Yamaha YZF-R6 (2006-2016): Review & Buying Guide


Why you want it:

If you are a trackday fan or just a lover of full-on race-style bikes, the 2006-onwards Yamaha YZF-R6 will most certainly rock your world. When it comes to offering a no-compromise riding experience, the R6 ticks every single box. Remember, this is a bike that despite being thirteen years old, thanks to a new fairing and some updated forks and electronics still dominates in World Supersport racing.

Launched in 2006, this generation of R6 effectively tipped the supersport class over the brink as it was incredibly focused on track success. The days of the good old Honda CBR600F’s all-round ability and value price tag were long gone as Yamaha had not only aimed their new supersport bike at trackday fans, they had thrown the technological kitchen sink at it to boot!

The first mass-produced road bike to feature a ride-by-wire throttle, the R6 also comes with high and low speed damping on its suspension, a slipper clutch, radial brakes and a ludicrous (and very optimistic by Yamaha) claimed 17,500rpm rev limit. This is technology that even litre bikes of the era lacked. But it came at a cost – and not just financially.

Given a hot, dry racetrack the R6 is quite simply amazing and will demolish bends, brake deeper than you ever thought possible and leave you feeling like a WSS racer. It is an outstanding track bike, but one whose focus on the chequered flag does leave it somewhat frustrating on the road. If you aren’t in the mood to rev the motor there is precious little mid-range to allow you to take it easy on the gearbox and the R6’s physical size makes it more than a little cramped for all but the smallest of jockeys. But there again, just look at it, is that really a surprise? Enjoy it for what it is – a total missile of a bike!

While the R6’s uncompromising nature won’t endear it to everyone, those who reckon a supersport bike should be a rev-happy banshee of a beast with razor-sharp handling and track refugee looks will absolutely love the YZF-R6. Those, however, who ride on midrange and don’t want a cramped riding position will hate it. You have been warned…



What to look for:

It is hard to believe that this generation R6 is thirteen years old now, but that is the reality and as such that means there are quite a few used bikes out there. And while Yamaha’s build quality is generally very high, a few bike may have issues that you need to keep an eye out for…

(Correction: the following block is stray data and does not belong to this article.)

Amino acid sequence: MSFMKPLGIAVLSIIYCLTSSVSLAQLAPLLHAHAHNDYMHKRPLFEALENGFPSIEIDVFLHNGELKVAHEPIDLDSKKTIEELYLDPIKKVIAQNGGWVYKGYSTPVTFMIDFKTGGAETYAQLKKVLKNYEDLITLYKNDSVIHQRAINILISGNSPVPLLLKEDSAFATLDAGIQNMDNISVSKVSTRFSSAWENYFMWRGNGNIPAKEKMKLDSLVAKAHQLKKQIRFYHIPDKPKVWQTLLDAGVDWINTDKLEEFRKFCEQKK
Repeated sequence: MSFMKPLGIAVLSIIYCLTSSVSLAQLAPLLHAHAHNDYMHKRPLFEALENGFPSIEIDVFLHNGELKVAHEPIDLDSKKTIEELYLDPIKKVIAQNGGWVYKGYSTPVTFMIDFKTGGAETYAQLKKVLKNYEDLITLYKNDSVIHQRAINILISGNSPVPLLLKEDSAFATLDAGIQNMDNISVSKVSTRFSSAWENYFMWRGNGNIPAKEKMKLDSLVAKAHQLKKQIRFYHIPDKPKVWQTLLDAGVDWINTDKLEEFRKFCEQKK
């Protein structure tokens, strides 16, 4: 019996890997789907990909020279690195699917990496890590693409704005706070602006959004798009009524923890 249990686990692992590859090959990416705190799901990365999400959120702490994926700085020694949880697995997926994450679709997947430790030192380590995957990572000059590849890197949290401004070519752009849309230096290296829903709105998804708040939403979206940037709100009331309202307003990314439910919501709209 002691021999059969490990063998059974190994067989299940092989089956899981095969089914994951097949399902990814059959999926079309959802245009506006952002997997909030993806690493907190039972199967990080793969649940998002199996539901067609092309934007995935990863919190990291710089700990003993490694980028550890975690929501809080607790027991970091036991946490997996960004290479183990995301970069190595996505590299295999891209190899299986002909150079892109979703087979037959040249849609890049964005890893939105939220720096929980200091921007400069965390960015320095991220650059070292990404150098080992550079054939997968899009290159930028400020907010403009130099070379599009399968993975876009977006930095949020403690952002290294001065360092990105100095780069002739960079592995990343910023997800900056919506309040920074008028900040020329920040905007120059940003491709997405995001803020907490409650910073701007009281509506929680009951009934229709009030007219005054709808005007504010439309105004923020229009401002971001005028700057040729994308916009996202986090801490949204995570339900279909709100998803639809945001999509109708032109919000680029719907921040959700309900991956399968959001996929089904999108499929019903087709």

The first thing when it comes to any race-rep is to ensure that it isn’t an ex-trackday bike or even a bike used by a trackday company as an instructor’s bike. With the R6 this is actually not as uncommon as you would hope. Inspect the fairings to see if they are suspiciously pristine when compared to things like the grips that will show wear and look for marks on the wheel rims that indicate the tyres have been changed regularly. Assume a tyre change every 4,000-miles, so if there is lots of evidence of weights being put on and removed on a relatively low-mileage machine, alarm bells should start to ring. And naturally, look for crash damage and any variation in panel colours that may indicate they have been swapped/replaced as well as leaking suspension and worn bearings.

The R6’s motor is solid, however track use can see it burn oil and if not kept on top of this can lead to damage. Always check the engine is cold before the owner starts it up and listen for any rumbles and watch for signs of smoke. The R6’s cam chain tensioner was a bit weak on the first generation (Yamaha updated its design), so also listen for that telltale rattle. The R6’s motor needs valve clearances checked at a lovely long 24,000-miles, however as this is a big bill, ensure it has been done if the bike is showing near this mark. If all is well, take it for a test ride and watch out for any signs of electrical warning lights or fault codes on the dash. On a bike as loaded with tech as the R6, these can be a costly nightmare to resolve and throttle position sensors and the like can wear with age.